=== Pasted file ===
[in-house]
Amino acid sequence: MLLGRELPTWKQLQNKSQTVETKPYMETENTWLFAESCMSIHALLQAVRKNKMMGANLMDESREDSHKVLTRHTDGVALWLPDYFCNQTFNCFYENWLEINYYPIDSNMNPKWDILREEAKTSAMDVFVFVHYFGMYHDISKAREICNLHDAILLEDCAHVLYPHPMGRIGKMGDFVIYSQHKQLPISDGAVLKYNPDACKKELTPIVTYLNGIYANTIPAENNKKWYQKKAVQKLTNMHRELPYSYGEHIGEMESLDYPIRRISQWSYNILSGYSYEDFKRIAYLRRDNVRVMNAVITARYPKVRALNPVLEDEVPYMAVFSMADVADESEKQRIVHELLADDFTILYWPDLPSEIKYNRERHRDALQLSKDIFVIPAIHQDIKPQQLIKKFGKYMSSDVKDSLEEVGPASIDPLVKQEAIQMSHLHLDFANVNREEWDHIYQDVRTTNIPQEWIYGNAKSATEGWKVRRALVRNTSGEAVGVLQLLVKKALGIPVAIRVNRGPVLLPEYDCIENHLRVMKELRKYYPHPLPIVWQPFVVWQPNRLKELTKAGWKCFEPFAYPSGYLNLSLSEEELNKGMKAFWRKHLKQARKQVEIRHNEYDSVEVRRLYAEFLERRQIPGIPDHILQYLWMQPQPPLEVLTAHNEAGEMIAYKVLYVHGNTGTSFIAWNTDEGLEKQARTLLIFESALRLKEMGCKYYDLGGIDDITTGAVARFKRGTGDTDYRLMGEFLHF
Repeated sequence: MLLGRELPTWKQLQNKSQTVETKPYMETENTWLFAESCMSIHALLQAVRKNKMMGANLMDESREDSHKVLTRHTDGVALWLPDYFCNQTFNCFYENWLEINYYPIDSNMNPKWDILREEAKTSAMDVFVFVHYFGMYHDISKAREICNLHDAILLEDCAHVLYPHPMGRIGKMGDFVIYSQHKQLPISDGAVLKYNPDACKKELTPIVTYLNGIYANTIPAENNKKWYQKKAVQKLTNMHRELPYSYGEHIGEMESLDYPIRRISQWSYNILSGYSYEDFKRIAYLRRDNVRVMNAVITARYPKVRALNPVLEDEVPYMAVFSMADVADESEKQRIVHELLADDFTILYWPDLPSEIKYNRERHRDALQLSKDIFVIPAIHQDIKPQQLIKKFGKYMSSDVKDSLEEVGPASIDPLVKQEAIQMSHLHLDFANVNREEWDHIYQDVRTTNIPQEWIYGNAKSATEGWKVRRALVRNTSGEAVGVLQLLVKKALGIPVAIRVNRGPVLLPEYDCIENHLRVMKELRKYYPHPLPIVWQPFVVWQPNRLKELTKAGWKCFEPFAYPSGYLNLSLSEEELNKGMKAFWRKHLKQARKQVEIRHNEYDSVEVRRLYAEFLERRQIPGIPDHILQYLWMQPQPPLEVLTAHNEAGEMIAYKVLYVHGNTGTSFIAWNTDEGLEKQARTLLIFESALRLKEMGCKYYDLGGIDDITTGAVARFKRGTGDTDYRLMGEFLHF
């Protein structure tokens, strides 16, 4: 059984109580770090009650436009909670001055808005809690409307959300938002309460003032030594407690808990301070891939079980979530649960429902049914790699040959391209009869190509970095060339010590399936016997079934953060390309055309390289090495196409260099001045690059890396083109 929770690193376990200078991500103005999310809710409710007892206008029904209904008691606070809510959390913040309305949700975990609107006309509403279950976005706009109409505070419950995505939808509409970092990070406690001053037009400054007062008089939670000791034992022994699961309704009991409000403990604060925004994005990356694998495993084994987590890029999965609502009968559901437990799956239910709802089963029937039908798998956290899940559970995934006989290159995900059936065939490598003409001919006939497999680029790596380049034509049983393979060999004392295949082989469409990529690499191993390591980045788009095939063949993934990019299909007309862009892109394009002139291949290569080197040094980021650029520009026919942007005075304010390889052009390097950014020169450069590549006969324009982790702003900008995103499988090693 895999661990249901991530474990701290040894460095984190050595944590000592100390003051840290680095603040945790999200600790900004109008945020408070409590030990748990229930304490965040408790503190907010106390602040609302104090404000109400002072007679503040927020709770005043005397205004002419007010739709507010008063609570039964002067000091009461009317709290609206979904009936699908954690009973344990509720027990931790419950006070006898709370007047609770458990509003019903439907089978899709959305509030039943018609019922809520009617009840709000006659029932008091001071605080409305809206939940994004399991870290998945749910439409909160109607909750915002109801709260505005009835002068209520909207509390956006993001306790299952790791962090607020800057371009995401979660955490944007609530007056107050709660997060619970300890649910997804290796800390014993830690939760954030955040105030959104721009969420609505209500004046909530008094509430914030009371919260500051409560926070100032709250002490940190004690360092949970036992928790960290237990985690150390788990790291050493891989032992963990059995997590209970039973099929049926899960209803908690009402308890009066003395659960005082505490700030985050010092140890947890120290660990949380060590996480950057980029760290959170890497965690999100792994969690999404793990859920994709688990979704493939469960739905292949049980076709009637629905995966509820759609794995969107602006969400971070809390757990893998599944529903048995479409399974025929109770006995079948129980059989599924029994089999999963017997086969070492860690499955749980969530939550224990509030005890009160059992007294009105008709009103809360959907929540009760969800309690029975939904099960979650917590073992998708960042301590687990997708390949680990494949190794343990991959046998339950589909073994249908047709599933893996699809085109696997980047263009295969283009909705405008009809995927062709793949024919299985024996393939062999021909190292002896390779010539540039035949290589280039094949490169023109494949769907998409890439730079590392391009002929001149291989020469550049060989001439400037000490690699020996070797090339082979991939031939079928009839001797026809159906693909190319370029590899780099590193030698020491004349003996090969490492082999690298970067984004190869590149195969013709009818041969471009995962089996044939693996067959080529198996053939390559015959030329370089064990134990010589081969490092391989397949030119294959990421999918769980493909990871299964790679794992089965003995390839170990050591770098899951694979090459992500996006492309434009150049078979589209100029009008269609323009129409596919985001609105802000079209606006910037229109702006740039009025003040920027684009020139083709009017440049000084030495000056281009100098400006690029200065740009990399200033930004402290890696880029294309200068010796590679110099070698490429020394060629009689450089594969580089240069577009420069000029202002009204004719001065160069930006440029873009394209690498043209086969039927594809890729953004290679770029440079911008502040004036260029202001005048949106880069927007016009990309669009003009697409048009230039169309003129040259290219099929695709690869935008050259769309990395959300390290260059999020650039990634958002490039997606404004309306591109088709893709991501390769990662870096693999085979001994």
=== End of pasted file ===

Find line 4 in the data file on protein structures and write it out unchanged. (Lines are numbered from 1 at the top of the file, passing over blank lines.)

């Protein structure tokens, strides 16, 4: 059984109580770090009650436009909670001055808005809690409307959300938002309460003032030594407690808990301070891939079980979530649960429902049914790699040959391209009869190509970095060339010590399936016997079934953060390309055309390289090495196409260099001045690059890396083109 929770690193376990200078991500103005999310809710409710007892206008029904209904008691606070809510959390913040309305949700975990609107006309509403279950976005706009109409505070419950995505939808509409970092990070406690001053037009400054007062008089939670000791034992022994699961309704009991409000403990604060925004994005990356694998495993084994987590890029999965609502009968559901437990799956239910709802089963029937039908798998956290899940559970995934006989290159995900059936065939490598003409001919006939497999680029790596380049034509049983393979060999004392295949082989469409990529690499191993390591980045788009095939063949993934990019299909007309862009892109394009002139291949290569080197040094980021650029520009026919942007005075304010390889052009390097950014020169450069590549006969324009982790702003900008995103499988090693 895999661990249901991530474990701290040894460095984190050595944590000592100390003051840290680095603040945790999200600790900004109008945020408070409590030990748990229930304490965040408790503190907010106390602040609302104090404000109400002072007679503040927020709770005043005397205004002419007010739709507010008063609570039964002067000091009461009317709290609206979904009936699908954690009973344990509720027990931790419950006070006898709370007047609770458990509003019903439907089978899709959305509030039943018609019922809520009617009840709000006659029932008091001071605080409305809206939940994004399991870290998945749910439409909160109607909750915002109801709260505005009835002068209520909207509390956006993001306790299952790791962090607020800057371009995401979660955490944007609530007056107050709660997060619970300890649910997804290796800390014993830690939760954030955040105030959104721009969420609505209500004046909530008094509430914030009371919260500051409560926070100032709250002490940190004690360092949970036992928790960290237990985690150390788990790291050493891989032992963990059995997590209970039973099929049926899960209803908690009402308890009066003395659960005082505490700030985050010092140890947890120290660990949380060590996480950057980029760290959170890497965690999100792994969690999404793990859920994709688990979704493939469960739905292949049980076709009637629905995966509820759609794995969107602006969400971070809390757990893998599944529903048995479409399974025929109770006995079948129980059989599924029994089999999963017997086969070492860690499955749980969530939550224990509030005890009160059992007294009105008709009103809360959907929540009760969800309690029975939904099960979650917590073992998708960042301590687990997708390949680990494949190794343990991959046998339950589909073994249908047709599933893996699809085109696997980047263009295969283009909705405008009809995927062709793949024919299985024996393939062999021909190292002896390779010539540039035949290589280039094949490169023109494949769907998409890439730079590392391009002929001149291989020469550049060989001439400037000490690699020996070797090339082979991939031939079928009839001797026809159906693909190319370029590899780099590193030698020491004349003996090969490492082999690298970067984004190869590149195969013709009818041969471009995962089996044939693996067959080529198996053939390559015959030329370089064990134990010589081969490092391989397949030119294959990421999918769980493909990871299964790679794992089965003995390839170990050591770098899951694979090459992500996006492309434009150049078979589209100029009008269609323009129409596919985001609105802000079209606006910037229109702006740039009025003040920027684009020139083709009017440049000084030495000056281009100098400006690029200065740009990399200033930004402290890696880029294309200068010796590679110099070698490429020394060629009689450089594969580089240069577009420069000029202002009204004719001065160069930006440029873009394209690498043209086969039927594809890729953004290679770029440079911008502040004036260029202001005048949106880069927007016009990309669009003009697409048009230039169309003129040259290219099929695709690869935008050259769309990395959300390290260059999020650039990634958002490039997606404004309306591109088709893709991501390769990662870096693999085979001994």